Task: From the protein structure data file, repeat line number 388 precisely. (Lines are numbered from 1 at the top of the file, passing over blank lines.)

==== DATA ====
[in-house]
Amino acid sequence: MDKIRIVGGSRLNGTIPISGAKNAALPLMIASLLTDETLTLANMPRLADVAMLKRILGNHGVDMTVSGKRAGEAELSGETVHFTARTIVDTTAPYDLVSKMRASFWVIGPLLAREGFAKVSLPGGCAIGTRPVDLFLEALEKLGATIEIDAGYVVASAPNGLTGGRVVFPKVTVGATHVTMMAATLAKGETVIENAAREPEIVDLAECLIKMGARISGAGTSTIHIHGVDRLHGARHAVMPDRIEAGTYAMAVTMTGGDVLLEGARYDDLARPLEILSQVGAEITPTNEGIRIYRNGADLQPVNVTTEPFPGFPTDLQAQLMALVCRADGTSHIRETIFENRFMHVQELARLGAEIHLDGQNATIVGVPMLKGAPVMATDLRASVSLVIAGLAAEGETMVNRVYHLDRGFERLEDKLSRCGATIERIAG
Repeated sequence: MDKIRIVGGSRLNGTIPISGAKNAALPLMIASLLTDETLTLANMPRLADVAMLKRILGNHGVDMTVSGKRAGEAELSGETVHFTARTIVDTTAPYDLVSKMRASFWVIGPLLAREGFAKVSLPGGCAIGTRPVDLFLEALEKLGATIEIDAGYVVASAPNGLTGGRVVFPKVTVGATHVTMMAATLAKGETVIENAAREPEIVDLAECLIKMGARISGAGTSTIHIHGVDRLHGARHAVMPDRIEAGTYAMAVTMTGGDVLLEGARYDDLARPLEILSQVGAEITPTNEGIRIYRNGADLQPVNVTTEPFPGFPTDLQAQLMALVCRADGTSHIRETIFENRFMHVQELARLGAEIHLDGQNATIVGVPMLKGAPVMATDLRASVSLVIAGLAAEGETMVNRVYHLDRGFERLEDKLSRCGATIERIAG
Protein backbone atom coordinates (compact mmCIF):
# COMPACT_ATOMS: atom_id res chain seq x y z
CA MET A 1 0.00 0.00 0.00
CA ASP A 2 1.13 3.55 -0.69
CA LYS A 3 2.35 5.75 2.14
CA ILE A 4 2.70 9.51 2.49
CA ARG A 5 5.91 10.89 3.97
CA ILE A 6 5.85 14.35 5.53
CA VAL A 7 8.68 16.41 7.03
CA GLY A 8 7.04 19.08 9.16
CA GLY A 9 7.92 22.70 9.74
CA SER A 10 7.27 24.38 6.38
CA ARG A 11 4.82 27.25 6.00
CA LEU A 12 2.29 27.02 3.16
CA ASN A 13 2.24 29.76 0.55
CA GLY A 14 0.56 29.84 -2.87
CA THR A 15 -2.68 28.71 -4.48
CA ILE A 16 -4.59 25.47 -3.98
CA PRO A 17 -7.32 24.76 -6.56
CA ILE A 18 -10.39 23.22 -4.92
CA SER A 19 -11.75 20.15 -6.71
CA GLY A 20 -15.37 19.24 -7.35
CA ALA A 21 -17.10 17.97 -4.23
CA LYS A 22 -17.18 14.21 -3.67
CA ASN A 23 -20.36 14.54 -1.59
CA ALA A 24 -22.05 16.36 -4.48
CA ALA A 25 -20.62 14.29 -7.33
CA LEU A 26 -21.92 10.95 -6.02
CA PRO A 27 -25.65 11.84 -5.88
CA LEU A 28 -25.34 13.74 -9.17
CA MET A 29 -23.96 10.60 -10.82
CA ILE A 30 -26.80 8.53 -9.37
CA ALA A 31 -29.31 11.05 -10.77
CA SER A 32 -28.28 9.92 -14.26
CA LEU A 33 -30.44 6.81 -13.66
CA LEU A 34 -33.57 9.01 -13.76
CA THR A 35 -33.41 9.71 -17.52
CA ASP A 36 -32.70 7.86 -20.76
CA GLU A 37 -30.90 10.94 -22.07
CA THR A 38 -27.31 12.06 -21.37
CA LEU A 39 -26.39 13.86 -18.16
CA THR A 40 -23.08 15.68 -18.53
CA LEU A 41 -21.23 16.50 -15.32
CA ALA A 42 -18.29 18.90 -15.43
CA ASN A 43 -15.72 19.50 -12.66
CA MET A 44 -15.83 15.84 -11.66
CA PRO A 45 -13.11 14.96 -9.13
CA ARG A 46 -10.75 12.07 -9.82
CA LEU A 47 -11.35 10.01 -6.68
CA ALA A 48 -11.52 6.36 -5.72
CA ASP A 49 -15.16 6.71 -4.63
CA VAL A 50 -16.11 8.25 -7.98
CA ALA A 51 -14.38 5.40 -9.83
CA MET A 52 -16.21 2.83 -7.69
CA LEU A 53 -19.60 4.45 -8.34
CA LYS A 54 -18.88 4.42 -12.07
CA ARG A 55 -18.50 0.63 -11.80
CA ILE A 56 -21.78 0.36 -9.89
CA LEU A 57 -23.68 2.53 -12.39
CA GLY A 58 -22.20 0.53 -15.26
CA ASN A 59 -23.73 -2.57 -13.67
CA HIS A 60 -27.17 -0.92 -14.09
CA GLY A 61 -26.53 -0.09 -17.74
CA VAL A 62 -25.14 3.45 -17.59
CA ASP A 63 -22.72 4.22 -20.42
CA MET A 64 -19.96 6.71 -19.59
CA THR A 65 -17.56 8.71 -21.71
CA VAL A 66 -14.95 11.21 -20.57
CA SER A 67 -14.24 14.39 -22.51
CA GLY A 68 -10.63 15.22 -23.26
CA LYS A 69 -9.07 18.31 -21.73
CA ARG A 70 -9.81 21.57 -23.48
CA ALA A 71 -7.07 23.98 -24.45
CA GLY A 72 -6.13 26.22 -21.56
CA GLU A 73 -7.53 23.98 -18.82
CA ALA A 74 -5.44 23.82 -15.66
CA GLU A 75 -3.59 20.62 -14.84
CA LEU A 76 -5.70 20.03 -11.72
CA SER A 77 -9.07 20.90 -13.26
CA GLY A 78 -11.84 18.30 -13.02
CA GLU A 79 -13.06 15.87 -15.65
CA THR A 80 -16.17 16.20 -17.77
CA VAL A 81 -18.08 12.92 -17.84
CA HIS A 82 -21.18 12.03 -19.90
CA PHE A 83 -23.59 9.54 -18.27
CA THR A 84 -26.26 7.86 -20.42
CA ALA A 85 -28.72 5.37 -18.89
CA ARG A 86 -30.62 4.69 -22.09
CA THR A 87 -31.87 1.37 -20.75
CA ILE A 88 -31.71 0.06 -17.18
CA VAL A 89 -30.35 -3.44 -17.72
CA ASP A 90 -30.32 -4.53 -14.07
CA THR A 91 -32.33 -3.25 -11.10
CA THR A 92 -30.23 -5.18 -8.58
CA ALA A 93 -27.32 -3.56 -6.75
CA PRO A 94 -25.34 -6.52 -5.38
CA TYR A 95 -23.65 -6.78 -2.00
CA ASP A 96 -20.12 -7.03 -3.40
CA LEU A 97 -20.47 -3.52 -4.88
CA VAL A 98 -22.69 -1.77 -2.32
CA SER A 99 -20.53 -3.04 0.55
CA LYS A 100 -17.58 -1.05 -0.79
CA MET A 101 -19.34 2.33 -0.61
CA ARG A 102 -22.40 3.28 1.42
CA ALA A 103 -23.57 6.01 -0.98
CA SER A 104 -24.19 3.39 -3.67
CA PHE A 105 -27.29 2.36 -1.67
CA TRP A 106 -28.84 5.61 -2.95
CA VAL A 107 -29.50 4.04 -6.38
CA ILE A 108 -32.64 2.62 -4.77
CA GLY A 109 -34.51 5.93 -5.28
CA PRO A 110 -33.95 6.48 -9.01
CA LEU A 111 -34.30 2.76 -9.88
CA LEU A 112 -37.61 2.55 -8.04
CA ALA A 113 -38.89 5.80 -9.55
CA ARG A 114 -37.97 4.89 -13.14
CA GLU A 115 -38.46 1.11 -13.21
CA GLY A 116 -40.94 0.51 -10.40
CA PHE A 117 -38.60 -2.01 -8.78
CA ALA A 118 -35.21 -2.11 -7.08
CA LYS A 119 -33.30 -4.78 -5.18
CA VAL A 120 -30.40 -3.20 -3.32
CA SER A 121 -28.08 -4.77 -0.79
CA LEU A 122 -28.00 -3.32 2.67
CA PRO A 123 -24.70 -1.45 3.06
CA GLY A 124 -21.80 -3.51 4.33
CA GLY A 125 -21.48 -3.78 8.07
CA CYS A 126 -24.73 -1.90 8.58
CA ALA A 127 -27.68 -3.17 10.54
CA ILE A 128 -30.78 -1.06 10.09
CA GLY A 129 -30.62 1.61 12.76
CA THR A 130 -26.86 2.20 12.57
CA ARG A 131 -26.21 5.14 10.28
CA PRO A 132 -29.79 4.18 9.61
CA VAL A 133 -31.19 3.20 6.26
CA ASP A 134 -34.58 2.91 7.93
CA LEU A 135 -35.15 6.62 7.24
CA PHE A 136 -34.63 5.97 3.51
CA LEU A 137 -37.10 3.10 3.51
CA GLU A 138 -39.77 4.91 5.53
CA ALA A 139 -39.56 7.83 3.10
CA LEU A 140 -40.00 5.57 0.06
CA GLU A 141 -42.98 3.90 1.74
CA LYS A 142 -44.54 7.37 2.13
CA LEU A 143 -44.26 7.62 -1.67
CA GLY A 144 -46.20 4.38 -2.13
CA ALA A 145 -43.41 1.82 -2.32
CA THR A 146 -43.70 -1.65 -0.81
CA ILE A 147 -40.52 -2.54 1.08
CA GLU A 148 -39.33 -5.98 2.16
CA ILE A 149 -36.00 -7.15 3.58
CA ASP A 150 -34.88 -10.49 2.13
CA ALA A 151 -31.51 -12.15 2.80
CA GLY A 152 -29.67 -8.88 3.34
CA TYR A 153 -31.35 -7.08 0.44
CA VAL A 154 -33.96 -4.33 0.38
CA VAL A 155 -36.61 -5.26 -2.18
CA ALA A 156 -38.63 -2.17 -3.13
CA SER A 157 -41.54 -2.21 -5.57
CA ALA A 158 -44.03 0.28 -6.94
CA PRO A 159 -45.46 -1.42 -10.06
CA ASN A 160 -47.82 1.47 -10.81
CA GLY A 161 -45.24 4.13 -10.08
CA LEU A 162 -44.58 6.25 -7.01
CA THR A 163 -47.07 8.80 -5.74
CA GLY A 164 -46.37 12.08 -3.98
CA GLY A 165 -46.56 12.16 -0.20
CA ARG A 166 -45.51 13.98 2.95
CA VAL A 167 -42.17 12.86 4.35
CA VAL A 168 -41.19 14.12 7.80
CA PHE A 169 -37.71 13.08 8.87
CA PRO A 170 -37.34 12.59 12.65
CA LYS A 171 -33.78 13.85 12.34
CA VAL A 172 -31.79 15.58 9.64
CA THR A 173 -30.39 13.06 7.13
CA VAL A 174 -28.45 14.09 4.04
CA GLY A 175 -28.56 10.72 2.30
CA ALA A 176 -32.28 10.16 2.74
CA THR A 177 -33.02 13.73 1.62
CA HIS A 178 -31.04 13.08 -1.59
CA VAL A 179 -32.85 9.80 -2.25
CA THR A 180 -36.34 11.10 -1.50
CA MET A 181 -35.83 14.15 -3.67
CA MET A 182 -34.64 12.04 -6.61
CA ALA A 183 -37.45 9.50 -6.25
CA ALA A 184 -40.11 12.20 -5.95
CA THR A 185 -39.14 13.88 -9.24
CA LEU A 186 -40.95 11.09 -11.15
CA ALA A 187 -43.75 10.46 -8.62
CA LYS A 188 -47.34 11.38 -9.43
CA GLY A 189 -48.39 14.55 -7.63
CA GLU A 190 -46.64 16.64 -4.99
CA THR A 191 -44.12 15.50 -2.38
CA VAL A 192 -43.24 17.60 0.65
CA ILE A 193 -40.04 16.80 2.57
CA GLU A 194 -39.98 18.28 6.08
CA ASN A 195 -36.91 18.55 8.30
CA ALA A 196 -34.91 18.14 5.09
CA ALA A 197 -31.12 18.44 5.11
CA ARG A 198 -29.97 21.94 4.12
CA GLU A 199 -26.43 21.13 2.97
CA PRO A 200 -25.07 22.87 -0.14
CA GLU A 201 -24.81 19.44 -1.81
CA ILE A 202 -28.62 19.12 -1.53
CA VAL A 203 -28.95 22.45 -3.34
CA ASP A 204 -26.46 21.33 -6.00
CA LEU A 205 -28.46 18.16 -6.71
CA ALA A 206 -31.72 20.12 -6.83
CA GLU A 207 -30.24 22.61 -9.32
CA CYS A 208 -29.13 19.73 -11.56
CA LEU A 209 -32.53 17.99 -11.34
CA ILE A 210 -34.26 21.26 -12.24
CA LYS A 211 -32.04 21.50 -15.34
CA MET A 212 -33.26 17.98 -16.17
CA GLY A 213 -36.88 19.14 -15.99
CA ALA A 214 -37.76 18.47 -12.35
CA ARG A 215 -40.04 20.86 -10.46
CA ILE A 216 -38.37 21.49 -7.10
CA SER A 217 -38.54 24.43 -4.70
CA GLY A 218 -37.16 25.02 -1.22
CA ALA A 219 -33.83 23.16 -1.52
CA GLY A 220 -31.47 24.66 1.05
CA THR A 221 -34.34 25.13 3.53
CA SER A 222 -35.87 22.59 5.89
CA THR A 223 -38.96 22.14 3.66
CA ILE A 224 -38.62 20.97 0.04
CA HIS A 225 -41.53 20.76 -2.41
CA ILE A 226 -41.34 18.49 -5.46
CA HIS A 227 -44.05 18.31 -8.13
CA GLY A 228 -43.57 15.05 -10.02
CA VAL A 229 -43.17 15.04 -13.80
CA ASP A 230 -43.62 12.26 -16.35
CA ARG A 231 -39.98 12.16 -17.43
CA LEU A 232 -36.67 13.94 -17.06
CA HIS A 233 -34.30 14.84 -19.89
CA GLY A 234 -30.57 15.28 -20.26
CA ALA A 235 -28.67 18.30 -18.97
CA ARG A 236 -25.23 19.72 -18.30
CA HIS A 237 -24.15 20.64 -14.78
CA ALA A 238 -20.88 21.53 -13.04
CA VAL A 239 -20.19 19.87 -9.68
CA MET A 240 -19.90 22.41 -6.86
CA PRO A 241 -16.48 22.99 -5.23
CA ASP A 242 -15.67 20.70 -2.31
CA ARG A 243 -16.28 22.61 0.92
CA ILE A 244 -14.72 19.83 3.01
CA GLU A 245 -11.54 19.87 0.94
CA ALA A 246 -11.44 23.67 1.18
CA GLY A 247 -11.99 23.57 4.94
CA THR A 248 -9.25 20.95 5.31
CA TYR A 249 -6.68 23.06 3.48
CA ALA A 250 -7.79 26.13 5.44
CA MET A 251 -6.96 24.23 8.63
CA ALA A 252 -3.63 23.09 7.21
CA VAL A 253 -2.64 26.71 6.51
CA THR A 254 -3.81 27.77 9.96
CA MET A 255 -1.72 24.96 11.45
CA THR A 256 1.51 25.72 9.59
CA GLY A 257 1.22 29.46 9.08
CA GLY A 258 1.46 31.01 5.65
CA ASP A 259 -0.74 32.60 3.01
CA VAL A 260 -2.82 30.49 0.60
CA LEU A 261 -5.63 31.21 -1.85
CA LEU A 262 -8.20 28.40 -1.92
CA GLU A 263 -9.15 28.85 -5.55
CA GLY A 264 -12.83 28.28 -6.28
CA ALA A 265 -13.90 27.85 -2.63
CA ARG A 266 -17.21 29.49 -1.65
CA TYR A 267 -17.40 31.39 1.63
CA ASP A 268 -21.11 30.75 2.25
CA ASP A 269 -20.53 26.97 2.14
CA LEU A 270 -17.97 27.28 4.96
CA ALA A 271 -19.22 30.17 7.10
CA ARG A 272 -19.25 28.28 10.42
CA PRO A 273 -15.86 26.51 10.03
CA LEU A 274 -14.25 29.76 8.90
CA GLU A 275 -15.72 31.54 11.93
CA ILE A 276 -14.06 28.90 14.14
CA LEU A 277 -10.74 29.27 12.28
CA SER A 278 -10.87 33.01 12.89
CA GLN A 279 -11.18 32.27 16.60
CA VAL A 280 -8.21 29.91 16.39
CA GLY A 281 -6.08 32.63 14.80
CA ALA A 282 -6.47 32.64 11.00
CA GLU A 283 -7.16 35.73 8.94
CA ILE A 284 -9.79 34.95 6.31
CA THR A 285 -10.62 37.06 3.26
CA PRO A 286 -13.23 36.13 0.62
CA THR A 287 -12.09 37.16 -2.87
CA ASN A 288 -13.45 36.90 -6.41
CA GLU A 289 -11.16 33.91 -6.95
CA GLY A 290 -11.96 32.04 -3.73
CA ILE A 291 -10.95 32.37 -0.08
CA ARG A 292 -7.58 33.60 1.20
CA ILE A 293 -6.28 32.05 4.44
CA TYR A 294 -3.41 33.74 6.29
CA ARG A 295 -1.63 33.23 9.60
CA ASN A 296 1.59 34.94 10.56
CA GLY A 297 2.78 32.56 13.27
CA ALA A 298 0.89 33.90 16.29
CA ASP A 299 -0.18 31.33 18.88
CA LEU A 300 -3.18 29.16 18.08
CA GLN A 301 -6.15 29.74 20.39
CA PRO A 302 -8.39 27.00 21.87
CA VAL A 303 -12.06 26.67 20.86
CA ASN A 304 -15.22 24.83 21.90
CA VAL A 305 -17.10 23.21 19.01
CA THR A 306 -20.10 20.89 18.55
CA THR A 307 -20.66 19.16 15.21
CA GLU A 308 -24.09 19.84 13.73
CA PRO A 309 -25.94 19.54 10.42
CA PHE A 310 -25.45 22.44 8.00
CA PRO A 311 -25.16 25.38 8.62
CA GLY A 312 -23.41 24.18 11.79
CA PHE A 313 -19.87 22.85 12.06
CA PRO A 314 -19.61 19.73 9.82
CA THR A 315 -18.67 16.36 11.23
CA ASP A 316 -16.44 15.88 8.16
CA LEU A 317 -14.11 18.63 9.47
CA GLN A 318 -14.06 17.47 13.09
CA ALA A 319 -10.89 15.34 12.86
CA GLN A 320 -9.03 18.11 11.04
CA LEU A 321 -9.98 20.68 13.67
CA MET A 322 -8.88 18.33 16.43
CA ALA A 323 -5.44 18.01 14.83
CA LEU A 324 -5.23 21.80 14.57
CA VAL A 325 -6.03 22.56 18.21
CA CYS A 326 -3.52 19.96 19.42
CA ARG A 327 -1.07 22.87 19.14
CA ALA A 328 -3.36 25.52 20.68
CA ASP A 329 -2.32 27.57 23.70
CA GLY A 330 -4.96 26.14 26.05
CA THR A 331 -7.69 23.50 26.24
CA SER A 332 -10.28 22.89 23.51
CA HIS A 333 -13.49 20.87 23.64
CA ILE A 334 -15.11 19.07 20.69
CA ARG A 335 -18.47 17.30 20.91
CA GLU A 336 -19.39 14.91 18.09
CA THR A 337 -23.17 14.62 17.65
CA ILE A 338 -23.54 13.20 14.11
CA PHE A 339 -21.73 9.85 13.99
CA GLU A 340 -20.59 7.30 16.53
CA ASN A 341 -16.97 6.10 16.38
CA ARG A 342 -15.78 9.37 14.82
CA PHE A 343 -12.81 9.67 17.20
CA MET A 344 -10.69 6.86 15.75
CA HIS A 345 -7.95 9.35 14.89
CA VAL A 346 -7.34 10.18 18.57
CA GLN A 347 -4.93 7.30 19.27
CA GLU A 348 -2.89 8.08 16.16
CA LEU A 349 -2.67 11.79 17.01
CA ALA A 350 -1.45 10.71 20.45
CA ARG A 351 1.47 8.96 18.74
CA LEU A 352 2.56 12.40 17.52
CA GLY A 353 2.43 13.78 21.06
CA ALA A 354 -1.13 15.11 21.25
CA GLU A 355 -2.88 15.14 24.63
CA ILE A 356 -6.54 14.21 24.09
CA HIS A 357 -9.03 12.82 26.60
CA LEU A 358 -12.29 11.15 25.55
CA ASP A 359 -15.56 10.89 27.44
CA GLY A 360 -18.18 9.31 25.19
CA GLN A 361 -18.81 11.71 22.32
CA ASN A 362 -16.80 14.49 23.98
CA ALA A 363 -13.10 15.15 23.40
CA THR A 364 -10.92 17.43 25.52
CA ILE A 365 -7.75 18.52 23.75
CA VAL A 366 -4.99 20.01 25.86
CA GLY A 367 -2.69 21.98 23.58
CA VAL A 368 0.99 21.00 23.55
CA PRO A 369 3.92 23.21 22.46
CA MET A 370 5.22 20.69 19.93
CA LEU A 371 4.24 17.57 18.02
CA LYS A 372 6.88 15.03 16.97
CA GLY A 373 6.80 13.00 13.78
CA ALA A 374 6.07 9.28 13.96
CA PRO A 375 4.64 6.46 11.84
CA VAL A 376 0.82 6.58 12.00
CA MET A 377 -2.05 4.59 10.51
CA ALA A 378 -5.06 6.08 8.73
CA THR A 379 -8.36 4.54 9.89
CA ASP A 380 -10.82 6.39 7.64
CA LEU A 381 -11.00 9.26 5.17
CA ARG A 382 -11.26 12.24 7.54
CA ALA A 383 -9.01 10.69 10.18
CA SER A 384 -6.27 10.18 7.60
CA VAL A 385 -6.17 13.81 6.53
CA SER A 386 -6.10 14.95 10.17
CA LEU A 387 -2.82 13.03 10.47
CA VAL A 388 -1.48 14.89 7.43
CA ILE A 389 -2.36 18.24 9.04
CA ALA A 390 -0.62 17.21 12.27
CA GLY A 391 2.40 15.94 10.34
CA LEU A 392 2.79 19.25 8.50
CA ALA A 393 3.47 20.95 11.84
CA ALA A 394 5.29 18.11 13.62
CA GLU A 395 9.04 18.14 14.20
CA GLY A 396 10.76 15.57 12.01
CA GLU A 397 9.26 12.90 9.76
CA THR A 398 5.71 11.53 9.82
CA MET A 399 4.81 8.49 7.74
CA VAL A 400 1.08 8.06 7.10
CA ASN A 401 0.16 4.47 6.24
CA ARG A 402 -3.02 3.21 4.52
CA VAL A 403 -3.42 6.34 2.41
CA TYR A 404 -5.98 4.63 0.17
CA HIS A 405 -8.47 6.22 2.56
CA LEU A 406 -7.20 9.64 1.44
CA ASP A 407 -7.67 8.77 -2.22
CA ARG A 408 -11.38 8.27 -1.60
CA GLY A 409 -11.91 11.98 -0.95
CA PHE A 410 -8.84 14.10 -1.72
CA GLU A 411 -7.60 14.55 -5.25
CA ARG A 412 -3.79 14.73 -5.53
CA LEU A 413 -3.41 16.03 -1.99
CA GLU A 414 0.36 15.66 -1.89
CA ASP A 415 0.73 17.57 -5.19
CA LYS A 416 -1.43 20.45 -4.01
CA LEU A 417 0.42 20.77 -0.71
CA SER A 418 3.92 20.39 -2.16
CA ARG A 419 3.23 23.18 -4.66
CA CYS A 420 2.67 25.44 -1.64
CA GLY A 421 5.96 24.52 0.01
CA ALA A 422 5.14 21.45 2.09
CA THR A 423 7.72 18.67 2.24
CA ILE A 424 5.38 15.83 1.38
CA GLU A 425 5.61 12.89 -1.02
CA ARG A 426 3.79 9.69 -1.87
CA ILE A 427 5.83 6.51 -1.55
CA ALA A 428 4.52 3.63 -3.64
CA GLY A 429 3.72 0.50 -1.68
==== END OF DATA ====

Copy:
CA ALA A 383 -9.01 10.69 10.18